In the first game of summer league, the San Antonio Spurs defeated the Cleveland Cavaliers by a final score of 97-89. The Spurs started off slow in the summer league game, which was played in Salt Lake City, Utah, but San Antonio eventually found their groove and coasted to victory. Read the grades below or scroll all the way down to see a highlight video of the action.
Not only did the Spurs get the win, we were able to get a good look at the youngsters, most notably Lonnie Walker IV, Luka Samanic, Keldon Johnson and Quinndary Weatherspoon.
Spurs Grades After Summer League Win Over Cavs
Lonnie Walker IV
Coming out of the gates, Walker was just looking to fit in and not try to do too much. While a noble plan, it didn’t work out well as the Spurs fell into an early hole. Eventually, Walker got it going and flashed the skills that give him such a high ceiling. His spectacular athleticism was on full display, as was his creative finishing at the rim. His jumper off the dribble looks smooth and he authored a couple quality passes. Defensively, the effort was there. He made a few mistakes — giving up middle a couple times, losing his man on the weakside, etc. — but it’s obvious that he’s at least attempting to play sturdy D. In addition to shoring up his defense, Walker’s ball-handling was a bit sloppy. If he can tighten up his dribble, he’d become even more of a threat with the ball in his hands.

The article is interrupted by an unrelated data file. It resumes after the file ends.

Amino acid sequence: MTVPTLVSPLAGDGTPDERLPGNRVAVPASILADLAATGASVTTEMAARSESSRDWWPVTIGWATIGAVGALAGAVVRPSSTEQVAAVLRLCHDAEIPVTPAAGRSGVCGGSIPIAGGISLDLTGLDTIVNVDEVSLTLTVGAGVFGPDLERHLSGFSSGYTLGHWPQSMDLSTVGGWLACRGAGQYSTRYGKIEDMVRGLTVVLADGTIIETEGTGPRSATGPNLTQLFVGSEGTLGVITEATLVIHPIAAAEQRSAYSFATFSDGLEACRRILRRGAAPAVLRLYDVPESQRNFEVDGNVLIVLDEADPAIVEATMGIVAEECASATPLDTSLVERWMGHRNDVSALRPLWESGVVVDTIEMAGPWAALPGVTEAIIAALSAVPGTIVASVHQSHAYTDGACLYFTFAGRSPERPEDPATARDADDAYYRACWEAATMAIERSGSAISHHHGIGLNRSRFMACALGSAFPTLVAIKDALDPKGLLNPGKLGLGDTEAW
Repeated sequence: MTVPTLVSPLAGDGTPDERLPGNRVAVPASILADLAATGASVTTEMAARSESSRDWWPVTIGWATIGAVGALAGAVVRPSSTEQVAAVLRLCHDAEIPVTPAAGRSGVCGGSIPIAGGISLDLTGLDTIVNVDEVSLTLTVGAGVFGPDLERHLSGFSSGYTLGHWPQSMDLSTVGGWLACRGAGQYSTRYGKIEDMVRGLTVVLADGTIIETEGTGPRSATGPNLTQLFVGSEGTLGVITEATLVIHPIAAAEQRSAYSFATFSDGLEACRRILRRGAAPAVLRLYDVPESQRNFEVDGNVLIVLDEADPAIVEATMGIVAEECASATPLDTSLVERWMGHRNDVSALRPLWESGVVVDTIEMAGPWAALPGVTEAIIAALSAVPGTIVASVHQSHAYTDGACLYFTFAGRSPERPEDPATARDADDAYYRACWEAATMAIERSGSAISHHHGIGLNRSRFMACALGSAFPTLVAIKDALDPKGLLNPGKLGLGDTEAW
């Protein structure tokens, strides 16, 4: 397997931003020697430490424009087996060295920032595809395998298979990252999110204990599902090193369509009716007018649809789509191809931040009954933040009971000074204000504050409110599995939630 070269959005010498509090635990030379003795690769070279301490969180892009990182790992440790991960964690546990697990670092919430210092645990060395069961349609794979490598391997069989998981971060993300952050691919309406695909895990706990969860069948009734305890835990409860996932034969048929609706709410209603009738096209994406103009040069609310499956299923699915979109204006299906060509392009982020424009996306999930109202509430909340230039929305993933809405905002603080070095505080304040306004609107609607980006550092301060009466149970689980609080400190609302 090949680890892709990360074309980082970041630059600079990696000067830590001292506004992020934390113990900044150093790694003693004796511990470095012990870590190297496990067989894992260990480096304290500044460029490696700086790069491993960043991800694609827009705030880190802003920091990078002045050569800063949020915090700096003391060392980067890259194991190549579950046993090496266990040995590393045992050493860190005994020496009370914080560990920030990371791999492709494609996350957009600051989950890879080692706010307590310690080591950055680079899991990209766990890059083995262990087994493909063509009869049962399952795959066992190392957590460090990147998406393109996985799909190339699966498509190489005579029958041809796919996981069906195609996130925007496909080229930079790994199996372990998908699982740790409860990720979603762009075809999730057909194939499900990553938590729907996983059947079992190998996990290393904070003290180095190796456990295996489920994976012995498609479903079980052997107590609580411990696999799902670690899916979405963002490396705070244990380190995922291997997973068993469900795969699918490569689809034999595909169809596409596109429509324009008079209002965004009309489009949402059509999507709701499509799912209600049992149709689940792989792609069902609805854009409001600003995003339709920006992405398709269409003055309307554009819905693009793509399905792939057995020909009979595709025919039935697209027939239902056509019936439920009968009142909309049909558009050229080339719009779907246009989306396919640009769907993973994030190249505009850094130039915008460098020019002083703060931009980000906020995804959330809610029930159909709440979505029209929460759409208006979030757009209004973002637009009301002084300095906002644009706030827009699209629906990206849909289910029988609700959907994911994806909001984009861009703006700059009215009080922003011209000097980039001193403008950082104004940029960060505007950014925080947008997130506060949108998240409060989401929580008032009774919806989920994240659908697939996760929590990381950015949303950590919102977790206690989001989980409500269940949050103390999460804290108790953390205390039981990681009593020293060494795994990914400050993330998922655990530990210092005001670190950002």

What we saw tonight from Samanic is exactly what makes him such an intriguing prospect. However, we also saw glimpses of what has frustrated coaches over in Europe. On one hand, his quickness off the dribble was fantastic. He can dribble from the three-point line to the rim in the blink of an eye. He also attempted to finish with authority whenever he had a clear path to the basket. Although he wasn’t always successful, the athleticism he displayed going up for contested dunks is above average for 6-foot-11 players in the NBA. The one three-pointer he took (a key make late in the fourth) looked effortless; it’s like he was born to shoot. On the other hand, Samanic made slow decisions with the ball in his hands. He missed open passes he should have made. His grab-and-go ability is impressive but he needs to work on his ball-handling before it’s a weapon at the pro level. He pulled down a few contested boards but he also missed a few rebounds he should have corralled. His ability to switch onto smaller players on defense was eye-opening for a player his size but he also was clueless in terms of team-defense rotations. All told, it was a promising summer league debut for Samanic. The tools are all there … it’s just a matter of the Spurs working with him to put it all together.
Even though he started and played 19 minutes, Johnson didn’t have much to show for his time on the court. On defense, I liked his ability to fit through screens. He kept his head up on that end and made multiple good reads. Offensively, he was mostly lost in the flow. He tried to muscle up a few shots in the lane and was able to get to the line — but missed his first three attempts from the charity stripe. I’m not going to say Johnson didn’t pass the eye-test as an NBA player but he certainly didn’t stand out. He’s not a plus athlete, doesn’t have plus length and I don’t see a plus skill he can lean on. Johnson is going to have to find his niche in the league, most likely as a 3-and-D role player. Unfortunately for him, a player like him who projects to becoming a complementary piece in the NBA usually doesn’t fare well in summer league. With that in mind, this sort of underwhelming performance wasn’t a surprise in his debut.